January 2010 saw the launch the new Mass Effect 2 game, and EA Games in the UK wanted to mirror the game innovation with their digital marketing.
Developing the world’s first interactive Silverlight banner to be ad-served on the MSN platform was an ideal way to meet this objective.
Microsoft Advertising and Mediacom, in partnership with digital agency Metia, accepted the challenge and embarked on the quest to find an ad-serving partner. Although all ad serving companies claimed to have the ability to serve Silverlight banners, it quickly became apparent that none could do this with interactive and expandable units. Suddenly the brief got more complicated, which was made easier when Metia found partner Ad: Dynamo and provided them support to enhance their ad-serving capabilities.
So all parties were ready to focus on the solution. EA Games collated as many assets as possible to help drive the creative process as the end result had to be engaging and interactive creating the ultimate experience for a rich-media hungry audience. The key metric was engagement and everyone was keen to steer clear of a direct comparison of Silverlight vs. Flash. Therefore Metia used Silverlight’s key features and benefits to maximum effect and focused on its Deep Zoom and Smooth Streaming capabilities.
The great thing with the gaming industry is that buckets of content are developed by the studios to support the game launch, which is why it was a perfect product to showcase these features. Once traditional scamps and wireframes were created, a non-functioning version of the banner was developed, using Blend 3.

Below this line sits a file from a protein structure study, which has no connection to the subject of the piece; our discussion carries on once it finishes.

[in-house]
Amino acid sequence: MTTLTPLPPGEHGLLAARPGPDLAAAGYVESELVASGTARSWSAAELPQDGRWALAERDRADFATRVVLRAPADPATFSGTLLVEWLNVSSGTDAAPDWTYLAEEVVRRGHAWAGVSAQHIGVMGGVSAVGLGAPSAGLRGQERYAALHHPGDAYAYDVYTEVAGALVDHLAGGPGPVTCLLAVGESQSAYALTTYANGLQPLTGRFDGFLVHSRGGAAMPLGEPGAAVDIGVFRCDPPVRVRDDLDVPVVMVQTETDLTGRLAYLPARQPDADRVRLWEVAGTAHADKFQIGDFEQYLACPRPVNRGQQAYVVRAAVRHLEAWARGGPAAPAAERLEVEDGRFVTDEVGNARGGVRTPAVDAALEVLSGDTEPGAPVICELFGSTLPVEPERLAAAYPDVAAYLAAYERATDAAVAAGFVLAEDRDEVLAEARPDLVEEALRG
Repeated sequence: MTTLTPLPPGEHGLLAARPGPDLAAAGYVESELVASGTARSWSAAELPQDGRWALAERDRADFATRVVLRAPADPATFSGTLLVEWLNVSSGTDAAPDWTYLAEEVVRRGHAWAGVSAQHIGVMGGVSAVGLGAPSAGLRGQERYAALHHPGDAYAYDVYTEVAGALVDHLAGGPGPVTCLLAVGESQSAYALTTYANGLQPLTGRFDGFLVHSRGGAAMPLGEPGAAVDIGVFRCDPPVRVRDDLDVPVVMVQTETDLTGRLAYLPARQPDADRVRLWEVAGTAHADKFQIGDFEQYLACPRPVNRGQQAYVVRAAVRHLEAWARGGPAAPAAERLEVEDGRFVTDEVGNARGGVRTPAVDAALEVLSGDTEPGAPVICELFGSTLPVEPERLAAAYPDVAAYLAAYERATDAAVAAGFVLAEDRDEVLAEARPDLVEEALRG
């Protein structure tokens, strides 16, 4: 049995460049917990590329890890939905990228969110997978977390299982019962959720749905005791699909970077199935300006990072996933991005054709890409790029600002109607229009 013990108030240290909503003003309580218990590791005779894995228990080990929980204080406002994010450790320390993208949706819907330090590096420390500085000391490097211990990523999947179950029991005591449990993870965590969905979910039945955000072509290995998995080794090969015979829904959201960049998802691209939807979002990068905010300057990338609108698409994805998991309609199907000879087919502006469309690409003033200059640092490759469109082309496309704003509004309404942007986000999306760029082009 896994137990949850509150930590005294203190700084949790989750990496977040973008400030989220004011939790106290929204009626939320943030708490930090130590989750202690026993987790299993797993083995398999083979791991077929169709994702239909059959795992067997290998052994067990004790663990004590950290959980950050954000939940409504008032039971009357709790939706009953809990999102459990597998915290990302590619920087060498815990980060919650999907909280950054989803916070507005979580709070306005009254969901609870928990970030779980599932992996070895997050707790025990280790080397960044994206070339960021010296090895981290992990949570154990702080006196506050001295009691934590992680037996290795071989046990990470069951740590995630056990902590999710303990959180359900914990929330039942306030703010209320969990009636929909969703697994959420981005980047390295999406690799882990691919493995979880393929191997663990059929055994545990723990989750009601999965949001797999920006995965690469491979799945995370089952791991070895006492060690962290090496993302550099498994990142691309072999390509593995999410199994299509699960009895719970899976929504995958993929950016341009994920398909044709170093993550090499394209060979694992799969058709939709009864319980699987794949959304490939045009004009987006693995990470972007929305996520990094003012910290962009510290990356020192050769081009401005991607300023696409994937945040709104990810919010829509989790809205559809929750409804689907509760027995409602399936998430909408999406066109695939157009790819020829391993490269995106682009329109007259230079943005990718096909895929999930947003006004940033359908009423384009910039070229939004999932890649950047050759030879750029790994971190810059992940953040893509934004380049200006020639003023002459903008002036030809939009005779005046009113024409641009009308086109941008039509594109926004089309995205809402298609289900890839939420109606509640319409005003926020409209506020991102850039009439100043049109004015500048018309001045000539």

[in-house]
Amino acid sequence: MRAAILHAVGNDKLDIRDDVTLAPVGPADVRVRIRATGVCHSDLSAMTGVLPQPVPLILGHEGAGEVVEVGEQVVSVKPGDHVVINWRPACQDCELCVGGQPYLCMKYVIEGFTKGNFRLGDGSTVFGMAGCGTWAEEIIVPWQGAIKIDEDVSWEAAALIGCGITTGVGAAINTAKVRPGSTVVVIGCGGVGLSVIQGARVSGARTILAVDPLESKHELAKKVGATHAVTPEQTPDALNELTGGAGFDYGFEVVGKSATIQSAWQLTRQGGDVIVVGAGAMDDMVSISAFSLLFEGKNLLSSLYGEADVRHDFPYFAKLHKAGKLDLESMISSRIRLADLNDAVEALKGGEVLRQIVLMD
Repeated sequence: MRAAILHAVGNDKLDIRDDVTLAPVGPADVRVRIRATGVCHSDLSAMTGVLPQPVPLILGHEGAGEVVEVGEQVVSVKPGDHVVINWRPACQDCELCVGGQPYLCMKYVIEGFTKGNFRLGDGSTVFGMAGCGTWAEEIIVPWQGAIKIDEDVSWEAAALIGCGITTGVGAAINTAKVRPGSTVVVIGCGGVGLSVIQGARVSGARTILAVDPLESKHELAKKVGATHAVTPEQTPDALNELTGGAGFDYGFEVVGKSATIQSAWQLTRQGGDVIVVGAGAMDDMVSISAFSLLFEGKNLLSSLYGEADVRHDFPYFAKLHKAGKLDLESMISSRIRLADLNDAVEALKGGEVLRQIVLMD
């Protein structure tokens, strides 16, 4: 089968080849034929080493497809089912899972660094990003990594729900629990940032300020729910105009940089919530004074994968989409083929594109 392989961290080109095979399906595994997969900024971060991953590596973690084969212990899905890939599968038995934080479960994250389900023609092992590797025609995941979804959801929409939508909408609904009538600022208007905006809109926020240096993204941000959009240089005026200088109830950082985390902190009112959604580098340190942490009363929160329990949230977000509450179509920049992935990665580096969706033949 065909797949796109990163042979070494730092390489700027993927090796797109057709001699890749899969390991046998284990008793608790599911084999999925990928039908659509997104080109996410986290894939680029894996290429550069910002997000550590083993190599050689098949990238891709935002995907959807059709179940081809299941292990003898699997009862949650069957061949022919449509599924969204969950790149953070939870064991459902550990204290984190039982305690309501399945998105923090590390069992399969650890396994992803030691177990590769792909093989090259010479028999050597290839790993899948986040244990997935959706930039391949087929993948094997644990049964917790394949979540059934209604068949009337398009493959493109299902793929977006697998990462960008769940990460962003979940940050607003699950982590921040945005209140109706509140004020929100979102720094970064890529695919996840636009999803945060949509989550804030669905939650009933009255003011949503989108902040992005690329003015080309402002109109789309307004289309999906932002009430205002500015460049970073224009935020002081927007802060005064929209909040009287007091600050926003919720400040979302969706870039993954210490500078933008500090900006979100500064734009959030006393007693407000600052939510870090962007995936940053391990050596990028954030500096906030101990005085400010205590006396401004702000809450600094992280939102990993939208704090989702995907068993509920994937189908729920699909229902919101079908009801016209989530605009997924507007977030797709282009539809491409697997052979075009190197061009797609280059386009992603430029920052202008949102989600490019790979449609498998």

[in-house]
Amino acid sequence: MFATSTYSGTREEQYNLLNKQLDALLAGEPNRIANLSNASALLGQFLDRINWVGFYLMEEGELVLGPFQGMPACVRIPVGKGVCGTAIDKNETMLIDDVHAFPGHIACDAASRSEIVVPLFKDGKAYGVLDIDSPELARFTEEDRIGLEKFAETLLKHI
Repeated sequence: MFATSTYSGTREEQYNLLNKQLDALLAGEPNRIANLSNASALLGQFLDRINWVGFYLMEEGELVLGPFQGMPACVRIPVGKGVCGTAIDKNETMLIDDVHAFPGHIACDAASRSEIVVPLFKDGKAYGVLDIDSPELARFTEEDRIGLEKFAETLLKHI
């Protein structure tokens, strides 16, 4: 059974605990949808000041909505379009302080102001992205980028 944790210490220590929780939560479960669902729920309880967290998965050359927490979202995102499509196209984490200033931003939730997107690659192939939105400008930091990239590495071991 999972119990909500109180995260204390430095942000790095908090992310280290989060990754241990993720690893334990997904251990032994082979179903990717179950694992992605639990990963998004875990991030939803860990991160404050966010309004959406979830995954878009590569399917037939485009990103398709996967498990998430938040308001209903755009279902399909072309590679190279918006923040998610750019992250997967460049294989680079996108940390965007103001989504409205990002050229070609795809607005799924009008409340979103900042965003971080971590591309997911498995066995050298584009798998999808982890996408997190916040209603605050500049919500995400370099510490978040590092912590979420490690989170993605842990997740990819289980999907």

When this was in place, it was time to split the development and interactive design tasks. The project was set up in Visual Studio 2008 and project version control was defined using Team Foundation Server. This allowed the Developers to create a fully functioning version of the user interface, while simultaneously the Interactive Designers could work on the media, design and copy using Blend 3, Deep Zoom Composer and Encoder 3. Adopting this process and software meant that the core development (including ad-serving enhancements) and interactive design was completed in just a few weeks.
When you look at the visually stunning results, it’s hard to imagine the work was done in this timeframe. And the best part is that due to the content being driven by XML and the reusable nature of the UI components in Blend 3, this can easily be re-skinned in a fraction of this time.
With brands now questioning the role of the microsite, perhaps this is a suitable new approach to take?
While the ad is running you can check it out here.